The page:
However, he pointed out that KCPA had also taken the promotion of racial cohesiveness through sports a step further by planning football competitions for all schools as well – not just Chinese schools.

Tan said if one wants to be really good in football, one has to start young – from primary school level up. For this reason he placed more hope on the “young starters.”

Football teaches children the importance of teamwork, sharing a common goal, focus, discipline and work ethics, he said. These are values and skills useful in their later life and future, outside football.

“Players will start off as friends and may eventually become very good friends. Even opponents will get to know one another and become friends regardless of which teams they belong to. This is especially good for our multi-racial society,” he added.

Tan believes there’s no such thing as any one race being genetically good or bad in a certain sport.

“KCPA aims to break the stereotype that members of the Chinese community are not good in football, and hopefully, get rid of the older generation’s misperception that football is not for the community.”

He revealed how KCPA teamed up with SUPP Youth Central last year to organise the Datuk Sim Kui Hian Cup with the support of the Football Association of Sarawak (FAS) and the Kuching Division Football Association (KDFA).

He hopes that local Chinese football clubs could soon be affiliated with KCPA. Talented players spotted can then be given professional coaching with the KCPA which aims to set up a football academy. According to him, IHub FC now has 30 players, six of whom are under-18, adding that KCPA plan to recruit more players who can take part in Under-16 and 17 categories.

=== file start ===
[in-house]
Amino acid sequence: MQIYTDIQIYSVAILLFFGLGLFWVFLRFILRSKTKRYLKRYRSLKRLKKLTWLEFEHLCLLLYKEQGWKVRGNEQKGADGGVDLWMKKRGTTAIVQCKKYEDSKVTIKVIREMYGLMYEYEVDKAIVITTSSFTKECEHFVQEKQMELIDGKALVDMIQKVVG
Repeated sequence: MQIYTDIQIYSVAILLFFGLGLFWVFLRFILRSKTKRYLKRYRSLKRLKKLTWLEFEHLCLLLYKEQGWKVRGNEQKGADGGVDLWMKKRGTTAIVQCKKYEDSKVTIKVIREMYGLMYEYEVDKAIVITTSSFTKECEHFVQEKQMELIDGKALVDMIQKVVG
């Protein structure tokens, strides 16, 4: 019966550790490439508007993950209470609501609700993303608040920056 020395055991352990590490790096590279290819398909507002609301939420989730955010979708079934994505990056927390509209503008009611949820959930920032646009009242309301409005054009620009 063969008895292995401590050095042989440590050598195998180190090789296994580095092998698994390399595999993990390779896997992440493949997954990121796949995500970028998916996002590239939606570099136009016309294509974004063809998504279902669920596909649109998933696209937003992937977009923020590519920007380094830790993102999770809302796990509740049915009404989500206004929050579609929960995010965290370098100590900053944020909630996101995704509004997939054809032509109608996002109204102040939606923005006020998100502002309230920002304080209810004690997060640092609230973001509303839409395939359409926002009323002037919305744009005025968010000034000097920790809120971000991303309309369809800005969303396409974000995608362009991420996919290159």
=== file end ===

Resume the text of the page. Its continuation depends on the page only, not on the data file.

However, one recurring problem is the difficulty of finding a coach with a certified licence from the local clubs. He had approached FAS and was told at least 20 participants were required before a coaching course could be held here.

Orange FC trainer Dick Chew also agrees that there is a long-standing need for the Chinese community to discard the pre-conceived notion that football is not for them.

“Parents, especially, should do away with the thinking that football is dangerous for their children. More should be done to expose the Chinese community to the game and its benefits so that parents would be more receptive to the idea of letting their children play.”

The father of two (a son and a daughter) has played football since he was a little boy but only started to take it up seriously 13 years ago. In his younger days, his favourite team was Manchester United and he idolised Eric Cantona in the 1990s.

“I have a lot of his posters. At that time, I even bought cassette tapes to see how he played,” he said, adding that he was going to get his son into football as soon as possible.

Chew, a former IHub FC player, said while the Chinese community were encouraged to play football, the other communities should similarly be encouraged to play those sports popular with the Chinese such as badminton, basketball, ping-pong and swimming.

Meanwhile, Tan recalls that he also loved football since childhood and played with Malay friends while growing up at Kampung Gita. In latter years he sustained his interest by playing futsal with friends. It was only in recent years that they decided to form IHub Club.

“Whenever we played in competitions, we were always warmly welcomed by our fellow Malay players. They were amazed and happy to meet members from the Chinese community who loved to play football. And we could feel their excitement in supporting us,” he said.